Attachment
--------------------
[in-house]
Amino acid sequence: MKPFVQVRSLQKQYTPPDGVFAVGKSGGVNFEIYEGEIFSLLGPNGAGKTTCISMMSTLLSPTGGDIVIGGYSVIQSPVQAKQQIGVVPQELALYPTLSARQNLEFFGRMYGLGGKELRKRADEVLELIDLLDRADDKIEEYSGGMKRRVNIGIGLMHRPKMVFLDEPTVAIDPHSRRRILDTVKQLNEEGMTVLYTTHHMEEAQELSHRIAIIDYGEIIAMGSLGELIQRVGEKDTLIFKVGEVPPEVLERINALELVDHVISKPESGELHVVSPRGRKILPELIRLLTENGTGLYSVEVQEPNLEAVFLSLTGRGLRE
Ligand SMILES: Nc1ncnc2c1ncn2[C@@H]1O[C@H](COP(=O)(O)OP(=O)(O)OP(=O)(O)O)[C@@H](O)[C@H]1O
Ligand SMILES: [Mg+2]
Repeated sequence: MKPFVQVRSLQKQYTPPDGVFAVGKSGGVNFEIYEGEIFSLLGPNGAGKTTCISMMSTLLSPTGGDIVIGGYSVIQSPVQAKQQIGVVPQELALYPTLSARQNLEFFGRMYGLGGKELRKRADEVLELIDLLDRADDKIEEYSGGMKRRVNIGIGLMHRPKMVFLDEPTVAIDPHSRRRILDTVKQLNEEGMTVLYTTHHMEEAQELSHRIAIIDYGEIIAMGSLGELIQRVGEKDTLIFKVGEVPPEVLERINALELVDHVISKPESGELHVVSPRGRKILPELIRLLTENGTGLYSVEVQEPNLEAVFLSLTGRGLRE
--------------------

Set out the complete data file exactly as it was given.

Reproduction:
[in-house]
Amino acid sequence: MKPFVQVRSLQKQYTPPDGVFAVGKSGGVNFEIYEGEIFSLLGPNGAGKTTCISMMSTLLSPTGGDIVIGGYSVIQSPVQAKQQIGVVPQELALYPTLSARQNLEFFGRMYGLGGKELRKRADEVLELIDLLDRADDKIEEYSGGMKRRVNIGIGLMHRPKMVFLDEPTVAIDPHSRRRILDTVKQLNEEGMTVLYTTHHMEEAQELSHRIAIIDYGEIIAMGSLGELIQRVGEKDTLIFKVGEVPPEVLERINALELVDHVISKPESGELHVVSPRGRKILPELIRLLTENGTGLYSVEVQEPNLEAVFLSLTGRGLRE
Ligand SMILES: Nc1ncnc2c1ncn2[C@@H]1O[C@H](COP(=O)(O)OP(=O)(O)OP(=O)(O)O)[C@@H](O)[C@H]1O
Ligand SMILES: [Mg+2]
Repeated sequence: MKPFVQVRSLQKQYTPPDGVFAVGKSGGVNFEIYEGEIFSLLGPNGAGKTTCISMMSTLLSPTGGDIVIGGYSVIQSPVQAKQQIGVVPQELALYPTLSARQNLEFFGRMYGLGGKELRKRADEVLELIDLLDRADDKIEEYSGGMKRRVNIGIGLMHRPKMVFLDEPTVAIDPHSRRRILDTVKQLNEEGMTVLYTTHHMEEAQELSHRIAIIDYGEIIAMGSLGELIQRVGEKDTLIFKVGEVPPEVLERINALELVDHVISKPESGELHVVSPRGRKILPELIRLLTENGTGLYSVEVQEPNLEAVFLSLTGRGLRE